CROSS-REFERENCE TO RELATED APPLICATIONS
FIELD OF THE INVENTION
This invention is related to U.S. patent application Ser. No. __/______, titled “Mobile Forced Premature Detonation of Improvised Explosive Devices via Wireless Phone Signaling,” filed concurrently with the present application and assigned to the assignee of the present invention.
- BACKGROUND OF THE INVENTION
This invention relates generally to the field of telecommunication systems and, more particularly, to a system and methods for triggering premature detonation of Improvised Explosive Devices (IEDs) utilizing wireless phone signaling.
An Improvised Explosive Device (IED) is an explosive device that is cobbled together (or “improvised”) for example, from commercial or military explosives, homemade explosives, military ordnance and/or ordnance components, typically by terrorists, guerrillas or commando forces for use in unconventional warfare. IEDs may be implemented for the purpose of causing death or injury to civilian or military personnel, to destroy or incapacitate structural targets or simply to harass or distract an opponent. IEDs may comprise conventional high-explosive charges alone or in combination with toxic chemicals, biological agents or nuclear material. IEDs may be physically placed at or near a pre-determined target or carried by person or vehicle toward a predetermined target or target of opportunity.
- SUMMARY OF THE INVENTION
As will be appreciated, the design of construction of an IED and the manner and tactics for which a terrorist may employ an IED may vary depending on the available materials and sophistication of the designer. One known type of IED uses a wireless phone as a triggering device, such that a terrorist may remotely trigger detonation of the IED by calling the wireless phone. Generally, any alerting message associated with the phone (e.g., paging, ringing, message waiting, text message) can be the trigger that detonates the IED. It is a concern that this tactic will continue to be used to trigger bombings against civilian and military targets throughout the world. Accordingly, there is a need for precautionary measures to respond to this threat.
BRIEF DESCRIPTION OF THE DRAWINGS
The present invention provides systems and methods for guarding against wireless phone-triggered IEDs by forcing premature detonation of the IED at a safe distance from a prospective target, thereby reducing the effectiveness of the IED. Embodiments of the invention provide for transmitting directionalized, low power alerting signals (e.g., paging, ringing, message waiting, text messages) from a stationary wireless terminal advantageously positioned a safe distance from a prospective target area, to mobile stations within a portion of a wireless service area defining an “IED detonation zone.” In such manner, mobile stations within the IED detonation zone that are IED triggering devices (as well as mobile stations that are not IED triggering devices) will receive the alerting signals, thereby forcing premature detonation of IEDs in the detonation zone.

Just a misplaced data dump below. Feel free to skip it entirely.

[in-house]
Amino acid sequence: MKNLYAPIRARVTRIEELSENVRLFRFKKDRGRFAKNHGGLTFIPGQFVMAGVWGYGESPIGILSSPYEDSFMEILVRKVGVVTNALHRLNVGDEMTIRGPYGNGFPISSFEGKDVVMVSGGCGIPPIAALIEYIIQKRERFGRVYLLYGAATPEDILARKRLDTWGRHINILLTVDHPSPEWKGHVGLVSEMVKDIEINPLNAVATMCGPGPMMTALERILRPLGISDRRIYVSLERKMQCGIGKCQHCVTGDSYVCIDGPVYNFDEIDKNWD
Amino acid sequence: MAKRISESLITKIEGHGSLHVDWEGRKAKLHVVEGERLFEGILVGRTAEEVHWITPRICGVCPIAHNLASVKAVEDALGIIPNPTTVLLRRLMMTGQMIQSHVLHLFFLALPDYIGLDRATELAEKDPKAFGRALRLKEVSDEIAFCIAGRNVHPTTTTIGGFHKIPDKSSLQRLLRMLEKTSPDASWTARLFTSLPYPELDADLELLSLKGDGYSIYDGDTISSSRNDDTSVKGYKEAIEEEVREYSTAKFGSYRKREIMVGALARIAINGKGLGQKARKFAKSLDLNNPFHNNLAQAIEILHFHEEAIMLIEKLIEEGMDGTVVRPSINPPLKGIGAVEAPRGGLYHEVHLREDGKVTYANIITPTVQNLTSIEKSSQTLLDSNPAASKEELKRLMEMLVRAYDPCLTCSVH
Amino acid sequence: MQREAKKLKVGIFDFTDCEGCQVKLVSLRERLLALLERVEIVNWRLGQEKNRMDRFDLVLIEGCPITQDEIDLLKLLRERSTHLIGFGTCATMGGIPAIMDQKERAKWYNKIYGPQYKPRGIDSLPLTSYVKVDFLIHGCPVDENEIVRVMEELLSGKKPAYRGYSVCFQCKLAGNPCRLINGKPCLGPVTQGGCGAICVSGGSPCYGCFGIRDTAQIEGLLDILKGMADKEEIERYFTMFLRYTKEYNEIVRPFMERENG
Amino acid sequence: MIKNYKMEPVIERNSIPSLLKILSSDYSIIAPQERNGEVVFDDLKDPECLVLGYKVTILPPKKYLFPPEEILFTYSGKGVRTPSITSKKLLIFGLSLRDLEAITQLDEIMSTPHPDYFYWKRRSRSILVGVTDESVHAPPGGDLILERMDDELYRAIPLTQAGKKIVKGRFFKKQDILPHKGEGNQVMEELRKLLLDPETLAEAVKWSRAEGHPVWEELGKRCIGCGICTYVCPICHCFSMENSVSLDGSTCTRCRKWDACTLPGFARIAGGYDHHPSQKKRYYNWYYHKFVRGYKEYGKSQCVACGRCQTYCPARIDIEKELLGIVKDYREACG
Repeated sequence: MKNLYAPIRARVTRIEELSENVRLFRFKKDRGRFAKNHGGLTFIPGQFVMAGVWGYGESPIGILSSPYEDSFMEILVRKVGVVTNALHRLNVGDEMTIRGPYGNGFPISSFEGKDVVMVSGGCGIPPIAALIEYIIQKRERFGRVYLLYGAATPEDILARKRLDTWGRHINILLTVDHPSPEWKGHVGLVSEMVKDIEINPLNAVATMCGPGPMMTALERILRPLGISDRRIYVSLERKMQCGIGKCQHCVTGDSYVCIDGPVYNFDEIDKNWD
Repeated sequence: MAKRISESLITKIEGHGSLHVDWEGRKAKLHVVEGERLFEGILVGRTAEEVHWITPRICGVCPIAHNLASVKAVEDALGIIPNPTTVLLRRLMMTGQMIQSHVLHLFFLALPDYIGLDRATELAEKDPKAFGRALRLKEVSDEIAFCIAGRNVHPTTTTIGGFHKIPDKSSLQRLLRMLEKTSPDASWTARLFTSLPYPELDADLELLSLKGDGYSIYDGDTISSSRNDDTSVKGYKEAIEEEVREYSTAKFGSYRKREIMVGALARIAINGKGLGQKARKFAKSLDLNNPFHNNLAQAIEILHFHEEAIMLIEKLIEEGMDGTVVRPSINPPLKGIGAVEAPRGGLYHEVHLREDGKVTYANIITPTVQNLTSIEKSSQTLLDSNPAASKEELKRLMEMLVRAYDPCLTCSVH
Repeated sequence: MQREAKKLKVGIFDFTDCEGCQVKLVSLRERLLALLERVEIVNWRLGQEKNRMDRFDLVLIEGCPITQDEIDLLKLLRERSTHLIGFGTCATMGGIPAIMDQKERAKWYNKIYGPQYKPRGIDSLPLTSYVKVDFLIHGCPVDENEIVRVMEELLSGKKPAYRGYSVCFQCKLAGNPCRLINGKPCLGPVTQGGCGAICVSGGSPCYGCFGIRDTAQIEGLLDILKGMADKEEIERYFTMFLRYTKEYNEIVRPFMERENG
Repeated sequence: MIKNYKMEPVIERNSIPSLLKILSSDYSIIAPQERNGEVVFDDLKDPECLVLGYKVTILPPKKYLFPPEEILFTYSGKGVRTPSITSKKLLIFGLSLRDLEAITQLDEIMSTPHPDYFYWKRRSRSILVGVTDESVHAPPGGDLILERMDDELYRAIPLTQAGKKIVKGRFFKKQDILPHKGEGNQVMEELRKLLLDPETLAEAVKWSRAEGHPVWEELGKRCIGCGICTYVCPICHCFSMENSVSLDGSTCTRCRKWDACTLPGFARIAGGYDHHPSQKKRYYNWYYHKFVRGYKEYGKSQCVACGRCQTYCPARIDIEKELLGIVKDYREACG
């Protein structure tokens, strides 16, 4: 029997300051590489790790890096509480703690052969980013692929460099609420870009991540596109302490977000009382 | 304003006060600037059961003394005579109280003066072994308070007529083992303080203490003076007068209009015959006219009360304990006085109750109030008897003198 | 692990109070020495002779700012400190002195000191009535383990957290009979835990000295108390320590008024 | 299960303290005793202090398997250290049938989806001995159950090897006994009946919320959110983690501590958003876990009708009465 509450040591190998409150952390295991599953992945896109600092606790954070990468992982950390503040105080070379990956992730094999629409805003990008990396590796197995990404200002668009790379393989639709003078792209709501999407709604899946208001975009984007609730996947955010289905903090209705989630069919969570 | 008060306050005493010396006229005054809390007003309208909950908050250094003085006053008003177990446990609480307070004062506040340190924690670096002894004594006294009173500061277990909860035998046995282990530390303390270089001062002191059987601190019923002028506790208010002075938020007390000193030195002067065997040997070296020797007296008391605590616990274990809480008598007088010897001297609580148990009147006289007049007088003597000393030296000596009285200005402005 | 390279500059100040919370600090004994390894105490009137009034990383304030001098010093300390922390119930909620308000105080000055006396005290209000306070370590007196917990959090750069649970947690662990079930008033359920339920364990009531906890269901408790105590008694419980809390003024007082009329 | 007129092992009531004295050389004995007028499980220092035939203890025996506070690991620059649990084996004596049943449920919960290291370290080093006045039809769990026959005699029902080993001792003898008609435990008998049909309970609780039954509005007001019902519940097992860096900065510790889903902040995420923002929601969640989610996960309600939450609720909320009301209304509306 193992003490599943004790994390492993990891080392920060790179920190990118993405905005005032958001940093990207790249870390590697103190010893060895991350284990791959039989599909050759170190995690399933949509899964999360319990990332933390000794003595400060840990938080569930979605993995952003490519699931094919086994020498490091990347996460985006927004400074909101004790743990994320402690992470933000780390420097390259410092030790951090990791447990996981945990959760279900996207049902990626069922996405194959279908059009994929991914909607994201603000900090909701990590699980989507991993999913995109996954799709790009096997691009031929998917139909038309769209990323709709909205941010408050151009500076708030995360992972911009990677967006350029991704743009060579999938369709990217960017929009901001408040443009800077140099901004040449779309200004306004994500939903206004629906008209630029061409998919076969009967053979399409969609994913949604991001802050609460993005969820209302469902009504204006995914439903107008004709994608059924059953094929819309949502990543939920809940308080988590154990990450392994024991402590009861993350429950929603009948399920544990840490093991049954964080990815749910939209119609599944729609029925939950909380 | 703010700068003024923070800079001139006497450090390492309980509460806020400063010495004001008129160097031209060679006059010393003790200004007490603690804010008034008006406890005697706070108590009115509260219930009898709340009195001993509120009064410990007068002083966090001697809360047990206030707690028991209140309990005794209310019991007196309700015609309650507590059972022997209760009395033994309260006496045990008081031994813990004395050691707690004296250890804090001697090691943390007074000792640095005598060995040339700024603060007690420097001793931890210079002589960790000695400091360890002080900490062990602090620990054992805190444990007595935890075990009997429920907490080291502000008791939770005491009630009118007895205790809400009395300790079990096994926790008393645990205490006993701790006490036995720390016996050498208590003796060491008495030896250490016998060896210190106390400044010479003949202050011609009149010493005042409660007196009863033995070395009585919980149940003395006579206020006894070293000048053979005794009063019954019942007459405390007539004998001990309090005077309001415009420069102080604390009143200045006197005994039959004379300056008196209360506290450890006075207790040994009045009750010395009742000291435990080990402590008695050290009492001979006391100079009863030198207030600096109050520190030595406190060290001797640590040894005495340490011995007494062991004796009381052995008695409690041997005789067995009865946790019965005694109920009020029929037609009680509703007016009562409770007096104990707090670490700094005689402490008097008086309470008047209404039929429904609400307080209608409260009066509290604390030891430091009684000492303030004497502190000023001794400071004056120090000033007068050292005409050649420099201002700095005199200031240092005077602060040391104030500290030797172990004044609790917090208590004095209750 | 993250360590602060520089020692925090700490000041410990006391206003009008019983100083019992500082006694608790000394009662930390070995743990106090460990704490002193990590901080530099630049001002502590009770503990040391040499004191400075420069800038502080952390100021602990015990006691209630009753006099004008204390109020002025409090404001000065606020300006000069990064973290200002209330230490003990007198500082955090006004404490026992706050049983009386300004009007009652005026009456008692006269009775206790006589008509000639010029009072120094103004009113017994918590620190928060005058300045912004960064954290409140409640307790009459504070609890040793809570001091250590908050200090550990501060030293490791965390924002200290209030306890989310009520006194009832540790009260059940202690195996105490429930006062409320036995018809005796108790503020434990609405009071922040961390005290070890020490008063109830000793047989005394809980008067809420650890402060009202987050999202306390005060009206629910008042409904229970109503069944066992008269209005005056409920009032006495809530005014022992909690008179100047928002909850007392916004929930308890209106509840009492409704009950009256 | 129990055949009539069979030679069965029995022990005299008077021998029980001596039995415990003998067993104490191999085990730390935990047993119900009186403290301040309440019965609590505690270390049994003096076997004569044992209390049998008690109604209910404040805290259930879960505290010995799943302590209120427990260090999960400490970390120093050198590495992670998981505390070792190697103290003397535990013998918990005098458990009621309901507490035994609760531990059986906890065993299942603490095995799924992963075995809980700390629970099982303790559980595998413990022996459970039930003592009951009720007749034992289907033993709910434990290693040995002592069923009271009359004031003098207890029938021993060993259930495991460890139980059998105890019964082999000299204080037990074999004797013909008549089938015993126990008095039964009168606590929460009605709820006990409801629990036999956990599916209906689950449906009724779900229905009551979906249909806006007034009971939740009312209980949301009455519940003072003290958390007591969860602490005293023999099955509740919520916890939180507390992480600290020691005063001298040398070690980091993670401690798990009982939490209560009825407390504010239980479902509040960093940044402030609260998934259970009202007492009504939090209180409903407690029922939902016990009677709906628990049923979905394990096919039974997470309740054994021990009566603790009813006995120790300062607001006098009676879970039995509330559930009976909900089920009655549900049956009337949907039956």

The foregoing and other advantages of the invention will become apparent upon reading the following detailed description and upon reference to the drawings in which:
FIG. 1 is a block diagram of a wireless communication system including a stationary wireless terminal for forcing premature detonation of IEDs according to embodiments of the invention;
FIG. 2 illustrates a manner of employing the stationary wireless terminal at a remote checkpoint to protect a prospective target area; and
DESCRIPTION OF THE PREFERRED EMBODIMENT(S)
FIG. 3 is a flowchart of a method exercised by the stationary wireless terminal in embodiments of the present invention to force premature detonation of IEDs.
FIG. 1 depicts the basic architecture of a wireless communication system 100 in which the present invention may be implemented. At the heart of the wireless communication system 100 is a wireless communication system infrastructure 102 comprising a switching element 104 (as shown, a mobile switching center (MSC)), a plurality of base stations 106 (two shown) and a database 108.
The MSC 104 may comprise, for example, an AUTOPLEX™ switching system, available from Lucent Technologies, Inc. The MSC 104 includes a memory and processor (not shown), for storing and executing software routines for processing and switching calls and for providing various call features to calling or called parties. The MSC 104 may be configured for operation with generally any suitable circuit, cell, or packet switching technology. As will be appreciated, the MSC 104 is a functional element that may reside in a single device or may be distributed among multiple devices and/or locations.